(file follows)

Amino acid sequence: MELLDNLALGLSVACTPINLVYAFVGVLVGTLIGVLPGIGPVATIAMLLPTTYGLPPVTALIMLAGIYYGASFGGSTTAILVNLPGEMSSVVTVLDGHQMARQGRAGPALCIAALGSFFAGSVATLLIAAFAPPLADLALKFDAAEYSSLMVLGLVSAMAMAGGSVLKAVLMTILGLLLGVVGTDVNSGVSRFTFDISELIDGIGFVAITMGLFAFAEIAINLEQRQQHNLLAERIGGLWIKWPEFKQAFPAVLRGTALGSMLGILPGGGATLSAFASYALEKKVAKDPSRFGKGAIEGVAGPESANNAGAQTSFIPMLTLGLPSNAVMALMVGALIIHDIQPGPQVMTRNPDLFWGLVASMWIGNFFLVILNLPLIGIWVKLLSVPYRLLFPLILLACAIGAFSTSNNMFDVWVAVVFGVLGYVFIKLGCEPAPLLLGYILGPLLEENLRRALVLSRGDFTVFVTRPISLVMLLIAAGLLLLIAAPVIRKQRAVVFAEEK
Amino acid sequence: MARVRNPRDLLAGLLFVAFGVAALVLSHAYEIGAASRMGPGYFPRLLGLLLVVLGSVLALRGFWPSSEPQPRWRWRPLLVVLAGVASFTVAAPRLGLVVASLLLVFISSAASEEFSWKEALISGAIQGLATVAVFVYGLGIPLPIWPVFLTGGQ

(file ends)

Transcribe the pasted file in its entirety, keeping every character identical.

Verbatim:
Amino acid sequence: MELLDNLALGLSVACTPINLVYAFVGVLVGTLIGVLPGIGPVATIAMLLPTTYGLPPVTALIMLAGIYYGASFGGSTTAILVNLPGEMSSVVTVLDGHQMARQGRAGPALCIAALGSFFAGSVATLLIAAFAPPLADLALKFDAAEYSSLMVLGLVSAMAMAGGSVLKAVLMTILGLLLGVVGTDVNSGVSRFTFDISELIDGIGFVAITMGLFAFAEIAINLEQRQQHNLLAERIGGLWIKWPEFKQAFPAVLRGTALGSMLGILPGGGATLSAFASYALEKKVAKDPSRFGKGAIEGVAGPESANNAGAQTSFIPMLTLGLPSNAVMALMVGALIIHDIQPGPQVMTRNPDLFWGLVASMWIGNFFLVILNLPLIGIWVKLLSVPYRLLFPLILLACAIGAFSTSNNMFDVWVAVVFGVLGYVFIKLGCEPAPLLLGYILGPLLEENLRRALVLSRGDFTVFVTRPISLVMLLIAAGLLLLIAAPVIRKQRAVVFAEEK
Amino acid sequence: MARVRNPRDLLAGLLFVAFGVAALVLSHAYEIGAASRMGPGYFPRLLGLLLVVLGSVLALRGFWPSSEPQPRWRWRPLLVVLAGVASFTVAAPRLGLVVASLLLVFISSAASEEFSWKEALISGAIQGLATVAVFVYGLGIPLPIWPVFLTGGQ